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Uber USA LLC v. Cooper

United States District Court, D. Arizona

September 26, 2019

Uber USA LLC, Plaintiff,
Brian Cooper, et al., Defendants.


          David G. Campbell, Senior United States District Judge

         Plaintiff has filed a motion to remand (Doc. 8) and a motion to stay further proceedings pending remand (Doc. 17).[1] The motion to remand is fully briefed (Docs. 14, 15) and oral argument has not been requested. The Court will grant the motion and remand this action to state court. The motion to stay will be denied as moot.[2]

         I. Removal and Remand Standards.

         Any civil action over which the federal district courts have jurisdiction may be removed from state court to the federal court for the district where the action is pending. 28 U.S.C. § 1441(a). Courts strictly construe the statute against removal jurisdiction. See Syngenta Crop Protection, Inc. v. Henson, 537 U.S. 28, 32 (2002); Gaus v. Miles, Inc., 980 F.2d 564, 566 (9th Cir. 1992). Indeed, there is a “strong presumption” against removal, and “[f]ederal jurisdiction must be rejected if there is any doubt as to the right of removal in the first instance.” Gaus, 980 F.2d at 566. This strong presumption “means that the defendant always has the burden of establishing that removal is proper.” Id. “If at any time before final judgment it appears that the district court lacks subject matter jurisdiction, the case shall be remanded.” 28 U.S.C. § 1447(c).

         II. Discussion.

         On July 8, 2019, Plaintiffs filed an action in state court seeking to declare Defendants vexatious litigants. Doc. 1-1 at 3. Plaintiffs personally served Defendants the same day. Doc. 8 at 2. Defendants filed their notice of removal on August 13, 2019. Doc. 1. Because Defendants’ notice was filed more than 30 days after service, it is untimely, and the Court will accordingly grant Plaintiff’s motion to remand. See 28 U.S.C. § 1446(b); see also Babasa v. LensCrafters, Inc., 498 F.3d 972, 974 (9th Cir. 2007) (where a notice of removal “is filed after [the] [30]-day window, it is untimely and remand to state court is therefore appropriate.”).[3]

         Even if the notice of removal had been timely filed, the Court lacks subject matter jurisdiction to hear this case. Diversity jurisdiction has two requirements: (1) complete diversity of citizenship between the parties, and (2) an amount in controversy exceeding $75, 000. 28 U.S.C. § 1332(a). While there appears to be complete diversity between the parties (Doc. 8 at 1), it is not evident that the amount in controversy has been met. Uber is not seeking monetary relief, but rather an administrative order declaring Defendants vexatious litigants. Doc. 8 at 4. As Plaintiff notes, Defendants allege no value to such an order. Id. It is also not evident how the underlying dispute between the parties – claims that Defendants were overcharged $7.70 for an Uber ride – can plausibly give rise to an amount in controversy over the $75, 000 jurisdictional threshold. Because Defendants have not established the requisite amount in controversy, diversity jurisdiction does not exist.[4]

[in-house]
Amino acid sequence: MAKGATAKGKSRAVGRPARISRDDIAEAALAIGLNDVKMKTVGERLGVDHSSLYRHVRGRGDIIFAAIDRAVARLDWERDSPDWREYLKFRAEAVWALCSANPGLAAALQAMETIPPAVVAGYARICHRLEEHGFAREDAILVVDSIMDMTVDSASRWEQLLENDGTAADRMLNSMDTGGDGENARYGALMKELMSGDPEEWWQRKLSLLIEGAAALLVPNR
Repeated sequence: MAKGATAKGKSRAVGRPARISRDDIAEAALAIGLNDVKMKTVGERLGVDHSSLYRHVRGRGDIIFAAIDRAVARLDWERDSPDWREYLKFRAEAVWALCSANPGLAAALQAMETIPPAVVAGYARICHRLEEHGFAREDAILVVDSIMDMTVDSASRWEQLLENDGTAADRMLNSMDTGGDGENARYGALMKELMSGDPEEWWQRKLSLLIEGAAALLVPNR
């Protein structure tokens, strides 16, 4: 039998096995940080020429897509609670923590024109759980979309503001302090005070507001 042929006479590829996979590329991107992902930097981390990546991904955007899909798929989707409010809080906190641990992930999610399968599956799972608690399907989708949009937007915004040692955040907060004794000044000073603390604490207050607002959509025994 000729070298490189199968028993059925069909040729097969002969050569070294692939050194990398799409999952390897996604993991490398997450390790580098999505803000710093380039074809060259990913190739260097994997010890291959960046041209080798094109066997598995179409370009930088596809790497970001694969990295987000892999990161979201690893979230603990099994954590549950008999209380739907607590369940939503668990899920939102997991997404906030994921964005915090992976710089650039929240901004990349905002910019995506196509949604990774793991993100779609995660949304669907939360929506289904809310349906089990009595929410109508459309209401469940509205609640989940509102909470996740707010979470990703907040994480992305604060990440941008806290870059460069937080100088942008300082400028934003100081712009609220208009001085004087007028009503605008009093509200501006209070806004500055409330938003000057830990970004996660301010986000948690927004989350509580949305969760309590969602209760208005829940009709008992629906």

Nor can Defendants establish federal question jurisdiction. Federal question jurisdiction arises from cases in which a plaintiff’s well-pleaded complaint establishes a cause of action either arising out of federal law or where Plaintiff’s state law claim depends on a substantial question of federal law. See 28 U.S.C. § 1331; Williston Basin Interstate Pipeline Co. v. An Exclusive Gas Storage Leasehold and Easement, 524 F.3d 1090, 1102 (9th Cir. 2008) (quoting Grable & Sons Metal Prods., Inc. v. Darue Eng’g & Mfg., 545 U.S. 308, 312, 313) (“the state claim must ‘turn on substantial questions of federal law, ’ and ‘really and substantially involv[e] a dispute or controversy respecting the validity, construction or effect of [federal] law.’”). Plaintiff contends that this case must be remanded because the underlying action is a stand-alone application filed pursuant to a Maricopa County Superior Court Administrative Order, with no federal law issues. Doc. 8 at 5. In response, Defendants vaguely contend that Plaintiff “violated federal and state privacy laws, the electronic funds transfer Act, the financial modernization Act of 1999, Gramm-Leach-Bliley Act Financial Privacy Act . . . Section 5, or the FTC Act, FCPA[.]” Doc. 14 at 8. But Plaintiff’s state court petition, which is the controlling document for purposes of federal question jurisdiction, asserts none of these federal issues, and Defendants’ counterclaim cannot form the basis for removal. See Holmes Group, Inc. v. Vornado Air Circulation Sys., Inc., 535 U.S. 826, 831 (2002). The Court accordingly finds no basis for federal question jurisdiction.

         IT IS ORDERED:

         1. Plaintiff’s motion to remand (Doc. 8) is granted.

         2. Plaintiff’s motion to stay further proceedings pending remand (Doc. 17) is denied as moot.

         3. Plaintiff’s request for attorneys’ fees is denied.

         4. The Clerk is directed to remand ...

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